Exactly one year and two days ago, we were talking about what Tyus Battle had to prove at the NBA Draft combine, who he had to outperform and how his prospects looked after the combine was over. We won’t be talking about any of that this year.
Battle and the rest of the college basketball/NBA world found out that the former Syracuse star had not received his second straight invite to the combine later this month.
Former Syracuse player Tyus Battle not invited to NBA combine. Will participate in G-League Elite Camp. https://t.co/5L7aWHR0Bf
— Syracuse Basketball (@syrbasketball) April 30, 2019
Instead, Battle will participate in the G-League Elite Camp which had previously been reserved for G-League players performing for NBA scouts in an attempt to make the jump to the Association. But now with new draft rules allowing underclassmen to declare at a much higher rate, 40 prospects not invited to the combine not get the opportunity to participate in the Elite Camp.
There’s still a chance that he finds his way with a team if he can impress enough at the Elite Camp, but not having the opportunity to perform at the Combine certainly isn’t helpful considering his stock isn’t all that high to begin with.
So what’s the difference between 2018 and now? You’d figure with an extra year to develop his skills and compete in the ACC, Battle would have improved his game and been an easy choice to head to the Combine again. But there are a couple of factors that have shown up over the last year or so that may have held Tyus back.
Perhaps the biggest detriment to Battle’s NBA prospects and his likelihood of getting asked back to the combine is simple fact that he’s a year older than he was in 2018. That may sound like a silly reason not to invite someone to the combine, but the NBA covets youth and potential.
The fact of the matter is that prospects are much more attractive to scouts and NBA teams when they’ve got more years left in the tank. That means that they’re more valuable to the teams that draft them because a) they’ve got more time to develop them and b) they have more upside and room for improvement.
The more guys actually play, the more about their game scouts come to know. That takes away that illusion of “potential” and “high ceilings” that scouts and GMs want for their teams. Having a guy with the ability to elevate his game to an elite level as much more fun and exciting for an NBA team than having somebody who is a known commodity and doesn’t have that much room for growth
Now, it’s not like because Tyus stayed an extra year in college that his pro career is all of a sudden shortened as a result, but guys that play two or three years in college like Battle did are simply not as likely to have high draft stocks and high “potential” as a guy like Duke’s Cam Reddish who Battle was better than in nearly every offensive statistical category.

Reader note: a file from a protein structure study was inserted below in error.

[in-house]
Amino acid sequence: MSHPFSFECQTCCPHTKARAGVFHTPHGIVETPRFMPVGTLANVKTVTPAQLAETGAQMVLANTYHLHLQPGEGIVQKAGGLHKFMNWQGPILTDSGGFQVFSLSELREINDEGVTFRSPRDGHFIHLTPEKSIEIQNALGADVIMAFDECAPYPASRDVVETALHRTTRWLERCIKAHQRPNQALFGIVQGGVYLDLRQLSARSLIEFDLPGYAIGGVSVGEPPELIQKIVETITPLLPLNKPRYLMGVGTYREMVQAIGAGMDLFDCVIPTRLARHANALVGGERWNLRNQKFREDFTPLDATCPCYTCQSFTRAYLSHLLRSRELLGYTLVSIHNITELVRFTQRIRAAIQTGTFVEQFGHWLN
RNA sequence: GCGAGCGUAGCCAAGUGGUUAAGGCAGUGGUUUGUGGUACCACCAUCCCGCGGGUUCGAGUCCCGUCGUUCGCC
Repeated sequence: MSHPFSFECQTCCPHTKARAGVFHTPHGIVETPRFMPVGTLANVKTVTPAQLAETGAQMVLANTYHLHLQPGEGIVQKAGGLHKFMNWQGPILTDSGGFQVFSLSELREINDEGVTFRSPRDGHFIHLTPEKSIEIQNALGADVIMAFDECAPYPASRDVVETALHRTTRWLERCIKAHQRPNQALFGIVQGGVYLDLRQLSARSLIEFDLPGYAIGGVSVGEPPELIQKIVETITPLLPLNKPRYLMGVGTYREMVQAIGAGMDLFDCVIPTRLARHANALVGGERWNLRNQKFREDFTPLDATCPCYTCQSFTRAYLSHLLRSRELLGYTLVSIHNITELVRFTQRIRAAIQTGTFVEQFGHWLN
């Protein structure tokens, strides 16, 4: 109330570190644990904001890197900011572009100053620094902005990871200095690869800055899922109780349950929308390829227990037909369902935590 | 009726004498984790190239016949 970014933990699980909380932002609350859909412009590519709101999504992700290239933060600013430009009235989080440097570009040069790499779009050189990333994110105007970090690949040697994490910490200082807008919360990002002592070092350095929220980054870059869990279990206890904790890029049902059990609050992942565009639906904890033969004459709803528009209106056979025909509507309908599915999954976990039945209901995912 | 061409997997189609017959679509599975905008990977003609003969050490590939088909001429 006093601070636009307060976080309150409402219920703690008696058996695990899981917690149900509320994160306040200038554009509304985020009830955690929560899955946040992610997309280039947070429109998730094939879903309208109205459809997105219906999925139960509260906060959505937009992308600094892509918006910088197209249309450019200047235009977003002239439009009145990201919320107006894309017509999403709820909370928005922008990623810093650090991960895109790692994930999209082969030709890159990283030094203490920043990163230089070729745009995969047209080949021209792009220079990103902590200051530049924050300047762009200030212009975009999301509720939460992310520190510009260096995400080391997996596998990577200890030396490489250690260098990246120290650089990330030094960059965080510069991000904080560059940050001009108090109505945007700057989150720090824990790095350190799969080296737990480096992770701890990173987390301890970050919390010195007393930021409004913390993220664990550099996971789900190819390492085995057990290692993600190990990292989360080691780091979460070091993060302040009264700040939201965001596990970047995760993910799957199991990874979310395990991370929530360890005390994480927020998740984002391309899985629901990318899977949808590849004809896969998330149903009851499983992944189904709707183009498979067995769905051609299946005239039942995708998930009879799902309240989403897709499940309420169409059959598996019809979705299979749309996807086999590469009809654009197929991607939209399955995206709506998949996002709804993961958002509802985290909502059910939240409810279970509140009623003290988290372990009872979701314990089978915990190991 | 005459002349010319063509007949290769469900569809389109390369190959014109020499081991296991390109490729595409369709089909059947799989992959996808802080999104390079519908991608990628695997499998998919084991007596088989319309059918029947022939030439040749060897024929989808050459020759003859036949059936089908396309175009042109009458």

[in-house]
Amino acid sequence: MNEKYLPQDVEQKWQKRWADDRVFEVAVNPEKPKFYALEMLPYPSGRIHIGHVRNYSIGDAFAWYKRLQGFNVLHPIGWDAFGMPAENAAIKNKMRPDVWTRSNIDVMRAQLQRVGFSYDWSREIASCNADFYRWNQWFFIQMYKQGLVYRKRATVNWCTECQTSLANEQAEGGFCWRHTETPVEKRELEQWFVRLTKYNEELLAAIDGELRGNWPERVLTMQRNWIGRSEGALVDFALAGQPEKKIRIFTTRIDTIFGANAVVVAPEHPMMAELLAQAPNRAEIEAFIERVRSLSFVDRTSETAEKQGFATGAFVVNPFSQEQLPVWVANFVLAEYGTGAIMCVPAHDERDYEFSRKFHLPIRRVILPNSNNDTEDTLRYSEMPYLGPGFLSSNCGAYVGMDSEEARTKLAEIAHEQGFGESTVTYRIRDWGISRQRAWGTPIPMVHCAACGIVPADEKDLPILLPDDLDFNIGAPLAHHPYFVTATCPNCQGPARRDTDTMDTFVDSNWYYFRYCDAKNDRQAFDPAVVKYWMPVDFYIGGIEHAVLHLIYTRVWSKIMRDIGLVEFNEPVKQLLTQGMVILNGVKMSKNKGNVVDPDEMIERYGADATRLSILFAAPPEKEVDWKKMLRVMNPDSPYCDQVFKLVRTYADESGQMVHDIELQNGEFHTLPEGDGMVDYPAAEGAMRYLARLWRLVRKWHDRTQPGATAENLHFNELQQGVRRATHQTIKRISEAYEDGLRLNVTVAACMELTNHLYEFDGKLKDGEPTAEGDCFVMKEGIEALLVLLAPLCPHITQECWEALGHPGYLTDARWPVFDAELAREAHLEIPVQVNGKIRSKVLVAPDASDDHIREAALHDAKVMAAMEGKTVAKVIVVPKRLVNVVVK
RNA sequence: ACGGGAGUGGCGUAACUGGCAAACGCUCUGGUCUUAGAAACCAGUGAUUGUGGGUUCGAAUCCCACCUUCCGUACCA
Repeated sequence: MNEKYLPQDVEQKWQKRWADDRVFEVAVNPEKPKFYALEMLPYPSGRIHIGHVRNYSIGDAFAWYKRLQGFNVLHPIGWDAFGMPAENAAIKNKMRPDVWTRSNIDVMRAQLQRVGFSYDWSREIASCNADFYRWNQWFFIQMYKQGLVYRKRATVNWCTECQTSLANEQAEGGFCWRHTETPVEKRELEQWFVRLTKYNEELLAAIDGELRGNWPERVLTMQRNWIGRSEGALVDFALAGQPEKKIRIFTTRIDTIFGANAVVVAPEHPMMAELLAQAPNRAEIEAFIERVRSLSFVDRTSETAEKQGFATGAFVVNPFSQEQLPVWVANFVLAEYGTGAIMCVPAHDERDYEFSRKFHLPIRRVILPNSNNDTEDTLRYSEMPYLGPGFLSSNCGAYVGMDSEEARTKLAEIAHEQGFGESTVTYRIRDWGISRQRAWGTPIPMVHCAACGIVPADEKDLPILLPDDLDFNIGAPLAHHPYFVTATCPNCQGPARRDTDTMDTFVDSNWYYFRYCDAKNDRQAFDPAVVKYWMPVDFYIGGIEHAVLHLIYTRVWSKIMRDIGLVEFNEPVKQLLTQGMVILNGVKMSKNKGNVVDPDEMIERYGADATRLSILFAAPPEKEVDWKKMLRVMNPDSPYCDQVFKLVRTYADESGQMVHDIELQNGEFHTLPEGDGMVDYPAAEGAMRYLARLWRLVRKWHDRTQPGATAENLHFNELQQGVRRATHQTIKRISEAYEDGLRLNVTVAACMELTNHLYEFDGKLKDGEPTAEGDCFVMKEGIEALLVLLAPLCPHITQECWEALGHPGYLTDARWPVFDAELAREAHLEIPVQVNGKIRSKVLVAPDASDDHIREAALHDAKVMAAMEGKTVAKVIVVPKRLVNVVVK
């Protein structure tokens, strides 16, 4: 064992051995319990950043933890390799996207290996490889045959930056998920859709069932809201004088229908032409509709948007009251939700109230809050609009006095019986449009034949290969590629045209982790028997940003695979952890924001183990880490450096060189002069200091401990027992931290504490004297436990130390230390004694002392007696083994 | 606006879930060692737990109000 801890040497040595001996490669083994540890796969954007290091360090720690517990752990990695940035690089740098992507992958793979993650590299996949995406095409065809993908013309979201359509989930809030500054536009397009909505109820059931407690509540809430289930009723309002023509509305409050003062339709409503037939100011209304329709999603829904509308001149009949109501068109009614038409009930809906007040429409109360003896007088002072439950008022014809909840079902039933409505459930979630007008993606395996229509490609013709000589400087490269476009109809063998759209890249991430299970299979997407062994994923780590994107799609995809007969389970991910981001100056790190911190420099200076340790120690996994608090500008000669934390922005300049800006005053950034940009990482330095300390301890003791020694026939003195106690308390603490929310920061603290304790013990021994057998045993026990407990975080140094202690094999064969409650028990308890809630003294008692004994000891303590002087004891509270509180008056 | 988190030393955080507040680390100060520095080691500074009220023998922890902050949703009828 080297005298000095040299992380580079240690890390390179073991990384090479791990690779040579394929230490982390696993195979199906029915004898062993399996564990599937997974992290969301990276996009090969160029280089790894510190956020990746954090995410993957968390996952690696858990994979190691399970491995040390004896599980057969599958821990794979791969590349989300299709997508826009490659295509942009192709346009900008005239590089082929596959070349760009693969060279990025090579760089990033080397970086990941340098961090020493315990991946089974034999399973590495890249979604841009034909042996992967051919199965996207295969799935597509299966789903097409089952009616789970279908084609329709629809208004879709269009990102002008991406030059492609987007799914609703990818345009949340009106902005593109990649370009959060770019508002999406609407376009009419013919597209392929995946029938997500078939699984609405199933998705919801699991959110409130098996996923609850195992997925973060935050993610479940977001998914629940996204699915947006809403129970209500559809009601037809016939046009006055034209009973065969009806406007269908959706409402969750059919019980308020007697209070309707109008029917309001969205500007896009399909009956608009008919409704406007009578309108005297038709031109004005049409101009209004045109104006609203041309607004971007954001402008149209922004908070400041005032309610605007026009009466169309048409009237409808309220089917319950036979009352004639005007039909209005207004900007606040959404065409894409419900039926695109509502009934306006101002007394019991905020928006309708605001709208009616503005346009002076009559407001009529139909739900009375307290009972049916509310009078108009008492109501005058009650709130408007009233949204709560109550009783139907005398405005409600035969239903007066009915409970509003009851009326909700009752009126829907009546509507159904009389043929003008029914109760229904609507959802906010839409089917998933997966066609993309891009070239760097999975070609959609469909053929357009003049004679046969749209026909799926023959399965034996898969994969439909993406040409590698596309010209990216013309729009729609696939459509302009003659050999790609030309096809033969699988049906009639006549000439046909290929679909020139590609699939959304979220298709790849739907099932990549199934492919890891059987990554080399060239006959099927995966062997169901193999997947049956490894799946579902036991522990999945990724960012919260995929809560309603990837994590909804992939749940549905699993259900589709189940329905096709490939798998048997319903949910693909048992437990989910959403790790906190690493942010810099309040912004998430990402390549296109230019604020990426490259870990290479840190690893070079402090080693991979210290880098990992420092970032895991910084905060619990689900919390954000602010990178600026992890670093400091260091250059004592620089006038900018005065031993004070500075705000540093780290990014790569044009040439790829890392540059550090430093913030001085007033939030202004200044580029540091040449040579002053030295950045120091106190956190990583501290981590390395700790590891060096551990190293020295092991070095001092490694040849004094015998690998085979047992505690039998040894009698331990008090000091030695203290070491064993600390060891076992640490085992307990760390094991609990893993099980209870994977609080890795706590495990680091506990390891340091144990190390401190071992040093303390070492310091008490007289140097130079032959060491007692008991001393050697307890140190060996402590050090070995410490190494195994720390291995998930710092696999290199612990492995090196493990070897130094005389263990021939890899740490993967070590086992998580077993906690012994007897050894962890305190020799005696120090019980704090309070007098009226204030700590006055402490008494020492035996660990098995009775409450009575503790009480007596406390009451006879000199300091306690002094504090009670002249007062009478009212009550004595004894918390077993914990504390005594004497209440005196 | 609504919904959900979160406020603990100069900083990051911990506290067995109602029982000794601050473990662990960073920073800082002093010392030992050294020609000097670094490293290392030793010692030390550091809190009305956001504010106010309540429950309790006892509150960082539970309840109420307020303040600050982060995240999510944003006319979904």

Outside of the age factor that nearly every junior or senior coming out of school has to deal with in trying to make their mark in the NBA, Battle’s raw numbers from this year are better in pretty much every way compared to when he got the invite to the combine in 2018.
Tyus dropped two whole points from 19.2 ppg to 17.2 ppg and while a lot of that can be contributed to his having to fill in at point guard and handle the ball in the absence of Frank Howard, it’s understandable why NBA talent evaluators may be a bit spooked. Battle is supposed to be a fill-it-up kind of guy that scores in a variety of ways. Seeing a slasher/scorer like that have a drop-off from his sophomore to junior year probably isn’t what scouts were looking for.
Other than the scoring, Battle saw his free throw percentage drop seven points from a standout mark of about 84% to a much more average rate of 76%. As much as this has become a cliché in recent years, free throws really do matter when games are coming down the stretch and to see that stark drop is a bit concerning.
Perhaps the most important numbers slide that Battle had from 2017-18 to 2018-19 wasn’t actually a big statistical drop. Tyus shot 32.2% from beyond the arc as a sophomore and that number slid down by the smallest of hairs to 32.1% in his junior season.
Statistically, that means pretty much nothing, but one of the biggest knocks on Battle’s game coming out of the combine last season was that he couldn’t shoot the three-ball at a high enough level to be an NBA two-guard. That was something that simply had to improve in his game for his stock and NBA prospects to rise. The fact of the matter is that it simply did not get better and the NBA game is predicated on shooting the three. If you can’t do that as a guard, the room for error in other parts of your game becomes very slim.
Now, just because some of Battle’s numbers slid from his sophomore to his junior season and he isn’t going to get the chance to show out at the combine, doesn’t mean his NBA prospects are over. Far from it, actually. The Elite Camp is a great way to prove that he’s been working on his game and has the skillset and tenacity necessary to make it at the next level.
All Syracuse fans and others that have watched his career closely over the last three years know that this guy is a special talent that is capable of absolutely breathtaking performances, shots and moments. There’s something in there with Tyus Battle and his legacy at Syracuse proves that. It’s just a matter of if he can put it all together and impress scouts in a big enough way for them to take a shot on the kid from Edison, NJ. Now, let’s see if he can do it.